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Being a Veterinary Technician, I see and hear various rescue stories and have been involved with several rescues. I have 2 shelter dogs, these 2 I rescued. The Dachshund mix in back of picture's official name is Pierre Po Tate O but has several alias's, Gater Tater, Tate, Tater Bug, Tatie and Tater Tot just to name a few, surprisingly he comes to all. I first saw him on ultrasound, his Mom was a stray found by a family that never owned a dog before, they fell in Love with her. They didn't think they could deliver her pups, I offered to foster her but when it got close to delivery the owner was so attached she couldn't part with her. Five pups were born on Halloween, I found homes for three including my Tate. Tate has made friends from my old Vet Clinic to my new. He goes to work with me and would be the perfect dog if he was not so obsessed with food, typical chow hound.
Scout Look Out (in front) was not as fortunate as Tate, he is an akc mini dachshund. I adopted Scout at age 9 from a client who said she was moving and didn't think Scout would do well. The first time I went to get Scout he tried to bite me, I wasn't sure I would make it home. Scout had several issues including a bad case of separation anxiety. It was over a year before he learned to play, he would just bark while the other dogs played. It was so cute the first time he joined in, he backed up into Tate and kicked his back leg out. He has since made many friends and does not suffer much with anxiety, he is a happy healthy 15.
Every time Ms. Jayla, a 3 and a 1/2 year old Bull Terrier, hears humans speak ill of bully breeds she wishes she could have a voice of her own. Although she, her humans and her two bully sibs do well as being bully breed ambassadors, people's naiveness and close-mindedness really irks her. She wants people to remember the phrase, "BAN THE DEED, NOT THE BREED." After all, does this picture mirror a vicious dog??!
Hamilton, a very handsome American Pit Bull Terrier/Chocolate Labrador Retriever male, was born along with 10 siblings in the cold October Missouri weather in 2008. His mother was not being properly fed by her owner so she had turned the puppies away. A dedicated bully breed rescue group in the Kansas City area came along and was able to talk the owner into taking 3 of the pups. Hamilton was one of the lucky ones. 'Hamster' was fed, medically treated, socialized and shown how a dog should be treated. After 12 weeks in foster care Hammy was adopted into a loving home. Hammy has gained over 10 pounds in almost two months and is almost as tall as his 3 and a 1/2 year old Bull Terrier sister. Although he adores his big sister and big brother, a 3 year old American Bulldog, he can't wait until he matches them in weight. For all the times they picked on him because he was 'Hamster.' Along with his sister and brother, Hammy shares his home with his mother and father. His mother showers each of them with love daily and even though his father would never admit it out loud, he enjoys having the three canine children around too.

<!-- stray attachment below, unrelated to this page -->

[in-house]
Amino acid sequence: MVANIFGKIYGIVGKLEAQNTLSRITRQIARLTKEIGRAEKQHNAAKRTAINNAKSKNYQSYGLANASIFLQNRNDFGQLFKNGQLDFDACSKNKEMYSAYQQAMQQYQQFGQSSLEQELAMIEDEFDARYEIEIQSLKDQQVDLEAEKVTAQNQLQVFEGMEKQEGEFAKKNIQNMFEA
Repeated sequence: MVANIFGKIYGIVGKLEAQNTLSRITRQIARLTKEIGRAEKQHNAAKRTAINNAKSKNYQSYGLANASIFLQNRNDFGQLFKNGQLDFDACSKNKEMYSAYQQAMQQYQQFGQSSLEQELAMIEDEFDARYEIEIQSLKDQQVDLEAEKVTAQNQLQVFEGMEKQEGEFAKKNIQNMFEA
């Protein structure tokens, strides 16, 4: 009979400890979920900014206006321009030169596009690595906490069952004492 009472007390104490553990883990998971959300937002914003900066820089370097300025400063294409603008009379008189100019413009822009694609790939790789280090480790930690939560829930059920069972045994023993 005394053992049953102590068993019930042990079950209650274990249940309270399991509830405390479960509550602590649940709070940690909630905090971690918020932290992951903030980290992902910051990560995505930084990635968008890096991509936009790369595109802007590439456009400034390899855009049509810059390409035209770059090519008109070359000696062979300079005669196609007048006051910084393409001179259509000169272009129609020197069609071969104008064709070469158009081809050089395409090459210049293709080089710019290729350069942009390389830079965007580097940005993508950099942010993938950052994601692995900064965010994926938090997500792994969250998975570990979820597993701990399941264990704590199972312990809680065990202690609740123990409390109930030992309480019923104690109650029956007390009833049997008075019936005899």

Although Hammy loves the rural countryside, he cannot wait until his father receives orders for them to PCS (move) so he can experience the big world out there. So many smells and so little time....
While working for the Animal Protection Institute with BLM cowboys in the China Lake area rounding up wild donkeys (burros) in December 1980, we came across a two week old foal that was abandoned by his mother and was starving. The cowboys immediately started the little guy on Karo syrup and powdered milk, thru a perforated rubber glove. He was taken to the holding area in Inyokern where he was vetted and put on calf manna and replacement milk. We were allowed to adopt him on the spot because of his condition and my wife trailered him to his new home in Boulder Creek the day before Christmas. Chris quickly amazed us with his great personality and intelligence. He always enjoyed camping with us and our horses, trail riding was always one of his favorites. Christmas was an accomplished showman, winning many times in both saddle and halter classes at mule and donkey shows. Sadly Chris passed away last summer from severe arthritis, complicated by Cushing's disease. He was the greatest companion a family could ever ask for, giving us 28 years of enjoyment and loyalty. We now have a mustang who is sometimes difficult but is showing potential and is now a permanent member of our family. Hap + Su
No one seems to knows where this little kitty originally came from, but she has definitely used 1 of her 9 lives! She was dropped by a hawk in a neighbor's yard when she was just 5 weeks old. The hawk's loss was my gain. There are just never enough kisses in a day for "Betty Boo"